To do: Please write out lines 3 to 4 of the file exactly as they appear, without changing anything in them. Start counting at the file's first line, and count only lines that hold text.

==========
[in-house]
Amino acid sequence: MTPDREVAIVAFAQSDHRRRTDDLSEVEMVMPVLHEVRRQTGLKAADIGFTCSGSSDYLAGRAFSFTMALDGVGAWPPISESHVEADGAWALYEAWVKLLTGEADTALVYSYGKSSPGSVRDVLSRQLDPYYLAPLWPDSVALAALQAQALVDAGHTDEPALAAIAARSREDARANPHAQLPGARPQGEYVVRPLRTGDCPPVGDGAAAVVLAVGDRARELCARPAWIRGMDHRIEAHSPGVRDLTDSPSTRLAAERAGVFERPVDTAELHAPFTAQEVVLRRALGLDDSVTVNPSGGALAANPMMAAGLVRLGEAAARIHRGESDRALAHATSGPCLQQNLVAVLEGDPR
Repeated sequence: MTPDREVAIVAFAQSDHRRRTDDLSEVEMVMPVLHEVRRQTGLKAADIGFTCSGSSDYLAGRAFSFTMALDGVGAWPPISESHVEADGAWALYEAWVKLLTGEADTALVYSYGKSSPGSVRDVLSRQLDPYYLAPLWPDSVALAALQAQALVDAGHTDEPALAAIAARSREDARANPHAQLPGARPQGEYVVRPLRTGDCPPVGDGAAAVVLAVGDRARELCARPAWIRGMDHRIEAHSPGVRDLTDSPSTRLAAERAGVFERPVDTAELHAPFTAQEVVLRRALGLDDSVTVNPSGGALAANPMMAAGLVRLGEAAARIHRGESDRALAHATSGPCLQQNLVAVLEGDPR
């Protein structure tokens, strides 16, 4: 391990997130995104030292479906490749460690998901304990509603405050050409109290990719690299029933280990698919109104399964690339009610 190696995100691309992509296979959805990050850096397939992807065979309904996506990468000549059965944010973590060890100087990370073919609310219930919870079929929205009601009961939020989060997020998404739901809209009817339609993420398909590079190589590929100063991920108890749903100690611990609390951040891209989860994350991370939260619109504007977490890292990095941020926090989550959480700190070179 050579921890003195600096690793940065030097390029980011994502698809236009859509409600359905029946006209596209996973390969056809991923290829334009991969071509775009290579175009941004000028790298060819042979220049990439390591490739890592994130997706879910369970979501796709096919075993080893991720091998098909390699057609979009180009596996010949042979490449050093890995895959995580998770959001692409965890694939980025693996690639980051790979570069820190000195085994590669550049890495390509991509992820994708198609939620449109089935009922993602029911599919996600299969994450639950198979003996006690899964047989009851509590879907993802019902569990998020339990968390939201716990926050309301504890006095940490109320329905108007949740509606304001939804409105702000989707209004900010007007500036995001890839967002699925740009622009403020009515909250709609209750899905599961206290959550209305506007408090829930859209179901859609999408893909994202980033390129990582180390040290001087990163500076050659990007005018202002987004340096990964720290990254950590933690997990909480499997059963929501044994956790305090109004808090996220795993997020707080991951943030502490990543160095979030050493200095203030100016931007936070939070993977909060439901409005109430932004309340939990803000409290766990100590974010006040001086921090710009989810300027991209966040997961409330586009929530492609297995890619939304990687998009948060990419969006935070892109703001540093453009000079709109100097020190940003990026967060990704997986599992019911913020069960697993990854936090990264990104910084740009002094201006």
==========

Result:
Repeated sequence: MTPDREVAIVAFAQSDHRRRTDDLSEVEMVMPVLHEVRRQTGLKAADIGFTCSGSSDYLAGRAFSFTMALDGVGAWPPISESHVEADGAWALYEAWVKLLTGEADTALVYSYGKSSPGSVRDVLSRQLDPYYLAPLWPDSVALAALQAQALVDAGHTDEPALAAIAARSREDARANPHAQLPGARPQGEYVVRPLRTGDCPPVGDGAAAVVLAVGDRARELCARPAWIRGMDHRIEAHSPGVRDLTDSPSTRLAAERAGVFERPVDTAELHAPFTAQEVVLRRALGLDDSVTVNPSGGALAANPMMAAGLVRLGEAAARIHRGESDRALAHATSGPCLQQNLVAVLEGDPR
């Protein structure tokens, strides 16, 4: 391990997130995104030292479906490749460690998901304990509603405050050409109290990719690299029933280990698919109104399964690339009610 190696995100691309992509296979959805990050850096397939992807065979309904996506990468000549059965944010973590060890100087990370073919609310219930919870079929929205009601009961939020989060997020998404739901809209009817339609993420398909590079190589590929100063991920108890749903100690611990609390951040891209989860994350991370939260619109504007977490890292990095941020926090989550959480700190070179 050579921890003195600096690793940065030097390029980011994502698809236009859509409600359905029946006209596209996973390969056809991923290829334009991969071509775009290579175009941004000028790298060819042979220049990439390591490739890592994130997706879910369970979501796709096919075993080893991720091998098909390699057609979009180009596996010949042979490449050093890995895959995580998770959001692409965890694939980025693996690639980051790979570069820190000195085994590669550049890495390509991509992820994708198609939620449109089935009922993602029911599919996600299969994450639950198979003996006690899964047989009851509590879907993802019902569990998020339990968390939201716990926050309301504890006095940490109320329905108007949740509606304001939804409105702000989707209004900010007007500036995001890839967002699925740009622009403020009515909250709609209750899905599961206290959550209305506007408090829930859209179901859609999408893909994202980033390129990582180390040290001087990163500076050659990007005018202002987004340096990964720290990254950590933690997990909480499997059963929501044994956790305090109004808090996220795993997020707080991951943030502490990543160095979030050493200095203030100016931007936070939070993977909060439901409005109430932004309340939990803000409290766990100590974010006040001086921090710009989810300027991209966040997961409330586009929530492609297995890619939304990687998009948060990419969006935070892109703001540093453009000079709109100097020190940003990026967060990704997986599992019911913020069960697993990854936090990264990104910084740009002094201006």